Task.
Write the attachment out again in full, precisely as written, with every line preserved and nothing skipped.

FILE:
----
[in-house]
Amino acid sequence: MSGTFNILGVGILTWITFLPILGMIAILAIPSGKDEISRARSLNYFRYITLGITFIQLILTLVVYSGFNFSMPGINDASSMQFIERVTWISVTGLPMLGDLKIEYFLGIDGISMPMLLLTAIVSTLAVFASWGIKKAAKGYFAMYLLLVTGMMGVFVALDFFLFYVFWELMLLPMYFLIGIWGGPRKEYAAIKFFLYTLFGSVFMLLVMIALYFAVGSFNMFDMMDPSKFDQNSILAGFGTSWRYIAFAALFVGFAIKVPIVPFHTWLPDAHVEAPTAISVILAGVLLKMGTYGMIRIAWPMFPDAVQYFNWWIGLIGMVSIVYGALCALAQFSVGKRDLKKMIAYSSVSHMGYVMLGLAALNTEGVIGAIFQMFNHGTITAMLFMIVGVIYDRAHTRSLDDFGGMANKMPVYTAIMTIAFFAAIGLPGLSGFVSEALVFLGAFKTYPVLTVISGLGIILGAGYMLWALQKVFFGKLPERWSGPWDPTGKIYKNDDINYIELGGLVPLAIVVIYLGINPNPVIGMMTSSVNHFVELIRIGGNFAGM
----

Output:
[in-house]
Amino acid sequence: MSGTFNILGVGILTWITFLPILGMIAILAIPSGKDEISRARSLNYFRYITLGITFIQLILTLVVYSGFNFSMPGINDASSMQFIERVTWISVTGLPMLGDLKIEYFLGIDGISMPMLLLTAIVSTLAVFASWGIKKAAKGYFAMYLLLVTGMMGVFVALDFFLFYVFWELMLLPMYFLIGIWGGPRKEYAAIKFFLYTLFGSVFMLLVMIALYFAVGSFNMFDMMDPSKFDQNSILAGFGTSWRYIAFAALFVGFAIKVPIVPFHTWLPDAHVEAPTAISVILAGVLLKMGTYGMIRIAWPMFPDAVQYFNWWIGLIGMVSIVYGALCALAQFSVGKRDLKKMIAYSSVSHMGYVMLGLAALNTEGVIGAIFQMFNHGTITAMLFMIVGVIYDRAHTRSLDDFGGMANKMPVYTAIMTIAFFAAIGLPGLSGFVSEALVFLGAFKTYPVLTVISGLGIILGAGYMLWALQKVFFGKLPERWSGPWDPTGKIYKNDDINYIELGGLVPLAIVVIYLGINPNPVIGMMTSSVNHFVELIRIGGNFAGM